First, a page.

Value Chain Model – Dell
Dell’s value chain model resulted in capabilities across its functions. Inbound logistics capability of order configuration’s electronic movement to the manufacturing center and at the operations end, high-volume cell production lines improved the plant’s capacity and also more easily integrated DellPlus program components allowing for even greater customization for customers. Due to this there was a reduced need for quality checking at several points. For outbound logistics, shipping was contracted out with multiple shippers and the PC monitors were shipped directly by the shipper resulting in $30 savings in freight costs per display.
Number of human touch points while assembling was reduced to less than 15 from 30 per drive. This reduced failure rate for Dell PC’s by 20%. Supplier’s were based less than 15 minutes away from the plant with the plant holding bare minimum of 13 days of inventories far less than the industry average. Direct retailing ably supported by customer care centers and outsourced servicing at customer door step gave Dell early mover advantage with other companies making a bee-line to incorporate the model later on. 2.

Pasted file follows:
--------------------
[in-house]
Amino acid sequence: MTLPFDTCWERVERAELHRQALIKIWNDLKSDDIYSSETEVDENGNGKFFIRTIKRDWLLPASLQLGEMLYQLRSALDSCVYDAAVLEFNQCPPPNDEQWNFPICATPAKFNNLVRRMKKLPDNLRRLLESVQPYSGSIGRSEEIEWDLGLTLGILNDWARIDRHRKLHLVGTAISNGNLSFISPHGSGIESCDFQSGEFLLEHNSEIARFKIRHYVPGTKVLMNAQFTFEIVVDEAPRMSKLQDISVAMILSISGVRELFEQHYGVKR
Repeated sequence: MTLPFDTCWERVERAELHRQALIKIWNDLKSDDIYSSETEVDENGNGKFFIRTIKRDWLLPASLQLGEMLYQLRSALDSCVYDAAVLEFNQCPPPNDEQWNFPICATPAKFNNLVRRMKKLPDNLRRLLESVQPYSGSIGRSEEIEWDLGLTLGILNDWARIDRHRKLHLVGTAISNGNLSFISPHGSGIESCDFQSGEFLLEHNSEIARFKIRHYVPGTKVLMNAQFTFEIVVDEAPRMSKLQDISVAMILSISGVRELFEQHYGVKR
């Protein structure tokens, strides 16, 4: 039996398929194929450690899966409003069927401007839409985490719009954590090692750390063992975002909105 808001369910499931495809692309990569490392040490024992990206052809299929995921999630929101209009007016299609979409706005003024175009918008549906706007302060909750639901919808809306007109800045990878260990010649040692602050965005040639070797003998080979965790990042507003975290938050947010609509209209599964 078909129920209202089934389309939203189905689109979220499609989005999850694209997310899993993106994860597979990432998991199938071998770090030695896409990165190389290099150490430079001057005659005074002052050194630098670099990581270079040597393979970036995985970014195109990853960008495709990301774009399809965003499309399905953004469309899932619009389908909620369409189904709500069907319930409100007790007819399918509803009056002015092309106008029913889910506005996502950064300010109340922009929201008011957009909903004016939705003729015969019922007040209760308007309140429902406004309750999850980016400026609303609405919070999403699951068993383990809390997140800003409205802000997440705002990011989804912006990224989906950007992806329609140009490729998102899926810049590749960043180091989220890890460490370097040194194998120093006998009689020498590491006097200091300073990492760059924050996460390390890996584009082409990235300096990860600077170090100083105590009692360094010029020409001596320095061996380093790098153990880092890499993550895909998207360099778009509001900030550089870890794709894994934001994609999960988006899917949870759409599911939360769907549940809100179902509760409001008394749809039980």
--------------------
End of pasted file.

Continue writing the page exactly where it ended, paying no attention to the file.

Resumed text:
As more customers buy on the internet, Dell is able to meet customized demands in the shortest time. Lower inventory stocks and resultant savings in costs due to high degree of forecasting accuracy of customer demand has worked in favor of Dell. Higher margins due to absence of channel partners have ensured that Dell has been able to price aggressively and service exclusively big corporate giants and gain re-orders. Competitors have tried to imitate the direct to order model and outsource PC assembly with limited results. Hence, Dell’s focus on all aspects of value chain gives it a competitive edge.